Curtis Lazar

RE-SIGNED
David Rittich
Sam Bennett
Rinat Valiev

2018-19 Season Summary

After not making the playoffs by 11 points in 2018, the Calgary Flames decided it was time to make some changes. They fired Glen Gulutzen and named Bill Peters as their head coach. After landing Peters, they decided to make a blockbuster deal with his old team, the Carolina Hurricanes. Calgary ended up getting Elias Lindholm and Noah Hanifin and the move ended up making a world of a difference. Lindholm was one of five Calgary Flames to collect at least 74 points in 2018-19, while Hanifin ended up averaging almost 21 minutes of ice time.

The added firepower and the solid group of players that were already on the roster combined to give the Flames a lethal team. Not only did they win the Pacific Division, they also finished in top spot in the Western Conference. That’s a pretty significant turnaround in just one year.

Johnny Gaudreau led the way with 99 points while Sean Monahan (82 points), Lindholm (78 points), Matthew Tkachuk (77 points) and Mark Giordano (74 points) helped make the Flames a dynamic attacking team.

The only clear weakness on the roster was between the pipes. Smith and Rittich held their own for most of the year, so that wasn’t really an issue between October and early April.

As you’d imagine, expectations were high in Calgary heading into the playoffs. Their first-round opponent, the Colorado Avalanche, were never going to be an easy out, but no one could’ve predicted how quickly the Flames’ Stanley Cup hopes would be extinguished.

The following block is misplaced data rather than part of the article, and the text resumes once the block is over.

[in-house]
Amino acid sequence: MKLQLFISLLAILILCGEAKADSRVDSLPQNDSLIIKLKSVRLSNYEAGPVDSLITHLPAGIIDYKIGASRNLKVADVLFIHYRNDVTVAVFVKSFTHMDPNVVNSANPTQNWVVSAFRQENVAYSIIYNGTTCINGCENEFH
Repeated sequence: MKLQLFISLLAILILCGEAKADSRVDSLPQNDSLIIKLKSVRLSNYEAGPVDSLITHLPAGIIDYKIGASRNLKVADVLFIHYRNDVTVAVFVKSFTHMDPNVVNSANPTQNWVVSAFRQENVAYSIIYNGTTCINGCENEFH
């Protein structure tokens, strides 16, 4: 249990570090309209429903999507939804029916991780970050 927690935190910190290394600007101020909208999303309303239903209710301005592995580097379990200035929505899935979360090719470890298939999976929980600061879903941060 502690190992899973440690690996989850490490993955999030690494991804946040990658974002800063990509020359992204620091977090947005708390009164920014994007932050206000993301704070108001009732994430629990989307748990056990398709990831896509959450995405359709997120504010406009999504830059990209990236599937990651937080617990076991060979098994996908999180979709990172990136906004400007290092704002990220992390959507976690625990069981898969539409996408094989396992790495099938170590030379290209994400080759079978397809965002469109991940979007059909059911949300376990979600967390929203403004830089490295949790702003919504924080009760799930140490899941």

Nothing went right for the playoffs for the Flames. Gaudreau couldn’t put the puck in the net, Mike Smith wasn’t coming up with key saves, and other contributors like Lindholm and Monahan just couldn’t create the same amount of offense they did during the regular season. It was bad. Calgary went down in five games and the joy of a great regular season quickly faded.

All the optimism surrounding the team for most of the year was gone. Brad Treliving went from GM genius to needing to find solutions in a hurry. He made some bold moves this off-season but it’s difficult to say if this edition of the team is better than the one that took to the ice last season.

[MORE: Under Pressure: Treliving | 3 QuestionsTalbot the X-Factor]

They swapped Mike Smith for Cam Talbot. So they got younger in goal but the tandem of Talbot and Rittich will still have some question marks heading into the season. They sent free-agent flop James Neal to Edmonton for the ageless wonder, Milan Lucic, but that’s not a move that will make them better or worse.

The biggest question mark heading into the season is whether or not they will get Tkachuk signed to a new contract. The restricted free agent racked up a significant amount of points last year but his contributions are even more significant than that. He brings a level of physicality, nastiness and heart to the ice every game. The Flames will be missing a huge piece of their squad if this contract stalemate doesn’t get resolved before the start of the season.

Have the young veterans on this club learned from last year’s playoff disappointment? We’ll find out soon enough, but there’s no denying that this team is talented enough to do some damage in the Western Conference.

MORE:
ProHockeyTalk’s 2019 NHL free agency tracker
Your 2019-20 NHL on NBC TV schedule

Joey Alfieri is a writer for Pro Hockey Talk on NBC Sports. Drop him a line at phtblog@nbcsports.com or follow him on Twitter @joeyalfieri.